“ There is a saying that history is written by the victors of war. One of the greatest myths, first propagated by the Indian Congress Party in 1947 upon receiving the transfer of power from the British, and then by court historians, is that India received its independence as a result of Mahatma Gandhi’s non-violence movement. This is one of the supreme inaccuracies of Indian history because had there been no Hitler and no World War II, Gandhi’s movement would have slowly fizzled out because gaining full independence would have taken several more decades. By that time, Gandhi would have long been dead, and he would have gone down in history as simply one of several great Indian freedom fighters of the times, such as Bal Gangadhar Tilak, Lala Lajpat Rai, Motilal Nehru, Dada Bhai Naoroji, and C.R. Das. He would never have received the vast publicity that he did for his nonviolence movement. Political independence for India was achieved not by Mahatma Gandhi, but rather by Hitler rendering the British Empire a bankrupt entity.”
The reasons behind Indian independence are nicely summarized by the esteemed Indian historian Ramesh Chandra Majumdar:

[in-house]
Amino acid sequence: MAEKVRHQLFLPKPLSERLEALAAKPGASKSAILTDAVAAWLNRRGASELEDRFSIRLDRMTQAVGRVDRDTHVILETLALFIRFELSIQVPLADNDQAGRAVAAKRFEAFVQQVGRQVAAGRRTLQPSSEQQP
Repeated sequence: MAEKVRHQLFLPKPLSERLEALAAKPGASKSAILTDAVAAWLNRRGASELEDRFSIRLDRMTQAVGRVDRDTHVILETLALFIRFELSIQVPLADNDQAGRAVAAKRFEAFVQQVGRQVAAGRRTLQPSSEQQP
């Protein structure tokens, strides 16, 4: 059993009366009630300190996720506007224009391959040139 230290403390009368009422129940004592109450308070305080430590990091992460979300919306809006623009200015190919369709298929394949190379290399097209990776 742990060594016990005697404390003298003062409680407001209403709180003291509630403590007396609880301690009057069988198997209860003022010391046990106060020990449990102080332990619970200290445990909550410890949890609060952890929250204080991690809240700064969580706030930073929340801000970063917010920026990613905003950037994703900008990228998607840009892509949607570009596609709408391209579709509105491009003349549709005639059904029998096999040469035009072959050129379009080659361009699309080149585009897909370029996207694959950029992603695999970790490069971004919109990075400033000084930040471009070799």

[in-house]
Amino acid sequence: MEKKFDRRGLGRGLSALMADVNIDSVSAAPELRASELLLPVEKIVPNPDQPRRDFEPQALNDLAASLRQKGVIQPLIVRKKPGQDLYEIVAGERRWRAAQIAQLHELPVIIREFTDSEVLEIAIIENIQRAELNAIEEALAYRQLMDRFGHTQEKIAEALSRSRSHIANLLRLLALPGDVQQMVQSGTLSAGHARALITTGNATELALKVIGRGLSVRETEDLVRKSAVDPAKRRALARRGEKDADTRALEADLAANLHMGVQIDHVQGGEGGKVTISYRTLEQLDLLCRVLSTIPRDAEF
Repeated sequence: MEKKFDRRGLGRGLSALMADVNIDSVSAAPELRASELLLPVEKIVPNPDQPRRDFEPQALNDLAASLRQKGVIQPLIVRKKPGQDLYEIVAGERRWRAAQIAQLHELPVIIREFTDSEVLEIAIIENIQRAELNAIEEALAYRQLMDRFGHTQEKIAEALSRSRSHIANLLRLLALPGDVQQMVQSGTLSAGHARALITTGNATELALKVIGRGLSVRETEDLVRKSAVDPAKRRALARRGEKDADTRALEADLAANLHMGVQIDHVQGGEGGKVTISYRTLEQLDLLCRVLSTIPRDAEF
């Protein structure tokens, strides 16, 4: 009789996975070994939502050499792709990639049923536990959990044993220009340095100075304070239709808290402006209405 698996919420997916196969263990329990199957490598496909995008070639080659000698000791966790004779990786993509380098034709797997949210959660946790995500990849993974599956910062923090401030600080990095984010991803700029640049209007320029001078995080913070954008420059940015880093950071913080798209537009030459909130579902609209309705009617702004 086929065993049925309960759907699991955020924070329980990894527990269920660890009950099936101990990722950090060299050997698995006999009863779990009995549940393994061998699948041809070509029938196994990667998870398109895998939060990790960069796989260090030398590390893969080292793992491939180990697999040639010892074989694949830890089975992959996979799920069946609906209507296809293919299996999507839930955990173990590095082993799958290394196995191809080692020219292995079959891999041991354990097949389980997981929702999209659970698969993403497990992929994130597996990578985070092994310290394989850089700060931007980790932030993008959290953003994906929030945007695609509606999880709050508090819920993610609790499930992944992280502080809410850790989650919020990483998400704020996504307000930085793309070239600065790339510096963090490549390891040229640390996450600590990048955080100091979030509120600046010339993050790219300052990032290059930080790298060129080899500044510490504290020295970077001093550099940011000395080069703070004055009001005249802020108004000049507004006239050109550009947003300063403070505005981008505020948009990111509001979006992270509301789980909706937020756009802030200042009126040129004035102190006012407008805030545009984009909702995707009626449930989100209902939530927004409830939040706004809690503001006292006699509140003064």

“ There is, however, no basis for the claim that the Civil Disobedience Movement directly led to independence. The campaigns of Gandhi … came to an ignoble end about fourteen years before India achieved independence … During the First World War the Indian revolutionaries sought to take advantage of German help in the shape of war materials to free the country by armed revolt. But the attempt did not succeed. During the Second World War Subhas Bose followed the same method and created the INA. In spite of brilliant planning and initial success, the violent campaigns of Subhas Bose failed … The Battles for India’s freedom were also being fought against Britain, though indirectly, by Hitler in Europe and Japan in Asia. None of these scored direct success, but few would deny that it was the cumulative effect of all the three that brought freedom to India. In particular, the revelations made by the INA trial, and the reaction it produced in India, made it quite plain to the British, already exhausted by the war, that they could no longer depend upon the loyalty of the sepoys [low-ranking Indian soldiers under British command] for maintaining their authority in India. This had probably the greatest influence upon their final decision to quit India.”
British Prime Minister Atlee says Gandhi’s effort was ‘minimal’
It was British Prime Minister Clement Atlee who, when granting independence to India, said that Gandhi’s non-violence movement had next to zero effect on the British. In corroboration, Chief Justice P.B. Chakrabarty of the Kolkata High Court, who had earlier served as acting governor of West Bengal, disclosed the following in a letter addressed to the publisher of Ramesh Chandra Majumdar’s book A History of Bengal: